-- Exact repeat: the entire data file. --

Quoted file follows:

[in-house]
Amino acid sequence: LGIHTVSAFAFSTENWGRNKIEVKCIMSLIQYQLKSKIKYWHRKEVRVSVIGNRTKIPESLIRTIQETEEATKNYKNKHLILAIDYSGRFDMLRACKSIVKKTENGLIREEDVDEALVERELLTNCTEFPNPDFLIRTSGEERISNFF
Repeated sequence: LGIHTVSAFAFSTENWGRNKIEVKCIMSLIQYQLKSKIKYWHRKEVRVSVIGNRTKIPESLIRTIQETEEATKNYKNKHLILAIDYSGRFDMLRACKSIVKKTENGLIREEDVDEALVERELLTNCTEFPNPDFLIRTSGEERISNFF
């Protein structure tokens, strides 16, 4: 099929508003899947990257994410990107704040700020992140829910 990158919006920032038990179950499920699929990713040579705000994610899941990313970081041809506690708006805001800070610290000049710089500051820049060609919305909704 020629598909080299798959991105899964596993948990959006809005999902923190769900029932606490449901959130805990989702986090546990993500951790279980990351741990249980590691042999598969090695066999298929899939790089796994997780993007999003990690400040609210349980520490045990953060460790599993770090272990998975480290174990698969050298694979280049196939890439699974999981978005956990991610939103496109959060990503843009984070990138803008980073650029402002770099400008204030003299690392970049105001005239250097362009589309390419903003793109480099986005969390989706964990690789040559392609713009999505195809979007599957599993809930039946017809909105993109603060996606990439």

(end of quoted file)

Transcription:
[in-house]
Amino acid sequence: LGIHTVSAFAFSTENWGRNKIEVKCIMSLIQYQLKSKIKYWHRKEVRVSVIGNRTKIPESLIRTIQETEEATKNYKNKHLILAIDYSGRFDMLRACKSIVKKTENGLIREEDVDEALVERELLTNCTEFPNPDFLIRTSGEERISNFF
Repeated sequence: LGIHTVSAFAFSTENWGRNKIEVKCIMSLIQYQLKSKIKYWHRKEVRVSVIGNRTKIPESLIRTIQETEEATKNYKNKHLILAIDYSGRFDMLRACKSIVKKTENGLIREEDVDEALVERELLTNCTEFPNPDFLIRTSGEERISNFF
């Protein structure tokens, strides 16, 4: 099929508003899947990257994410990107704040700020992140829910 990158919006920032038990179950499920699929990713040579705000994610899941990313970081041809506690708006805001800070610290000049710089500051820049060609919305909704 020629598909080299798959991105899964596993948990959006809005999902923190769900029932606490449901959130805990989702986090546990993500951790279980990351741990249980590691042999598969090695066999298929899939790089796994997780993007999003990690400040609210349980520490045990953060460790599993770090272990998975480290174990698969050298694979280049196939890439699974999981978005956990991610939103496109959060990503843009984070990138803008980073650029402002770099400008204030003299690392970049105001005239250097362009589309390419903003793109480099986005969390989706964990690789040559392609713009999505195809979007599957599993809930039946017809909105993109603060996606990439």